You want to scale your application, but this is not necessarily where you start. Essentially, this is the place where you’d like your users to end up (and stay).
One way to start is through SEO. This can be an important and very powerful way of making sure that people even find you in the first place. Focus on keywords in your copy, keep adding content to your website, create landing pages for your assets, and so forth.
Partner up with other companies and make sure that they mention you in their copy. It’s going to be a great help for your organic growth if you get the hang of this.
Make sure that you are featured on relevant comparison sites. For SaaS this could be: G2, Capterra, GetApp, SoftwareAdvice, ProductHunt, and many more. Having a product/company page on these sites is just additional free visibility for you. Ask your existing customers to give you reviews, and you have additional top quality marketing materials as well. Review sites can help you grow, so you might want to pay attention to this type of channel.
Imagine that a potential user just found you online and visits your website. How do you now attract and engage with this individual so that he/she will try or buy your product and become a user of your application?
The answer is optimizing your assets, such as your website, towards conversion.
This can be done in different ways, and the best way to approach this is putting yourself in the shoes of your users. How would you behave on a website of a similar tool and what would be interesting to you on the website?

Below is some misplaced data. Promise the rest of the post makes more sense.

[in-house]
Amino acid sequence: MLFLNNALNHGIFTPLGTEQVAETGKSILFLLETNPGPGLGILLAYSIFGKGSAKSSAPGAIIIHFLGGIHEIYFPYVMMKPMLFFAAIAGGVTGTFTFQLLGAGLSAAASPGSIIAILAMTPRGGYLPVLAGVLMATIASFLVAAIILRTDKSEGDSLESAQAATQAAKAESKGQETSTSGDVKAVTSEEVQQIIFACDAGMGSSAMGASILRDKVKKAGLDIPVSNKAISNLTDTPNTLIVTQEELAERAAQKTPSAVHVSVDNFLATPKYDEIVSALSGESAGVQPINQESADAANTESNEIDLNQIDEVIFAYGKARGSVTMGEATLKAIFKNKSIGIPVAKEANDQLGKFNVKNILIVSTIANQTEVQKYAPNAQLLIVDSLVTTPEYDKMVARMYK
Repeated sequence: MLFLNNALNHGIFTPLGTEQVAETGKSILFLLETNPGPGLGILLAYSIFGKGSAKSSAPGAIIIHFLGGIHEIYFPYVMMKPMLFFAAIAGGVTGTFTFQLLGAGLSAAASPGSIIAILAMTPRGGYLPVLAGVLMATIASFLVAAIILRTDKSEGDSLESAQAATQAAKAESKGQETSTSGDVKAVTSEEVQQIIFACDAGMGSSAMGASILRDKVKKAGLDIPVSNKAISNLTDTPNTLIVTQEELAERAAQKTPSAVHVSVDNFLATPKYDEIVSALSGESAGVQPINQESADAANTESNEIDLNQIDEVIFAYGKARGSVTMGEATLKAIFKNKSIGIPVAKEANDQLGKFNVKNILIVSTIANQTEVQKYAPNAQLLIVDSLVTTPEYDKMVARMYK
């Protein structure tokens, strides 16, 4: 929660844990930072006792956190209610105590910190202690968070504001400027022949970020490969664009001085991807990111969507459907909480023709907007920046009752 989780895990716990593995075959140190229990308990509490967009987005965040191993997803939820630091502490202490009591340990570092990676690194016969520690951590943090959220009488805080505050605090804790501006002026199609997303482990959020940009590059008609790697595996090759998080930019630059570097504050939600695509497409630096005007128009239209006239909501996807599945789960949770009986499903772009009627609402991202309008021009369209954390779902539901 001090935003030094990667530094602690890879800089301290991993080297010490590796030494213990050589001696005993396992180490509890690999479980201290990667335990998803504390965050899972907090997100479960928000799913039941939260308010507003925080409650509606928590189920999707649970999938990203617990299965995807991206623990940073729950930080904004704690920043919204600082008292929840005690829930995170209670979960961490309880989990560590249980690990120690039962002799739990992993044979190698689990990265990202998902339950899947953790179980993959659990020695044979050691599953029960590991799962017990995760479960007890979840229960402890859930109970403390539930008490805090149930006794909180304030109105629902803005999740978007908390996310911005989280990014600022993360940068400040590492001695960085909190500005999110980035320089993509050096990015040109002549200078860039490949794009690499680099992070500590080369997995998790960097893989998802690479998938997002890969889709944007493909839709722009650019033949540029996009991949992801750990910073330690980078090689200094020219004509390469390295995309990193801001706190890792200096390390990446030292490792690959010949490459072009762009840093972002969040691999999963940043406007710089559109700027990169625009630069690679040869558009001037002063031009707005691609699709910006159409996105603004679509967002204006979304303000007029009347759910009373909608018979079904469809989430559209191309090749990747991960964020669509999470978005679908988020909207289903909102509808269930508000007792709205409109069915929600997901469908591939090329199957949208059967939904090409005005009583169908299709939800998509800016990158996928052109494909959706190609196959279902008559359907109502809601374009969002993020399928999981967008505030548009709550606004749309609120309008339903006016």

Of course one of the most important things here are your CTAs like “Free trial”, “Book a Demo”, “Talk to us”, “Subscribe” or whatever you’d like.
What is the best way to get more users to your application when only using what’s right in front of you? The answer here is your users. Remember that your users are human beings that have daily lives outside of your application. This means that no matter if you are in B2B or B2C, you can leverage this fact through customer advocacy and referrals.
If you are in B2B, you should focus on making sure that your users are adding their colleagues to the app as well. Slack is a great example of this. When a company that uses Slack, hires new talent to the company, a designated colleague will add them to their workspace - helping Slack grow organically and scaling without doing a lot of heavy lifting.
You can measure growth in many ways. Some measurements will be more insightful than others. Here’s a list of essential product and revenue-focused growth metrics for your app that you should be looking at:
You can also add the following measurements to your general growth tracking:
Growth metrics don’t change much when you include an application; it just adds an extra layer of things and places to track. Your goal is to scale and grow your user base either way, which is why I believe that this way of looking at growth can be adopted by most.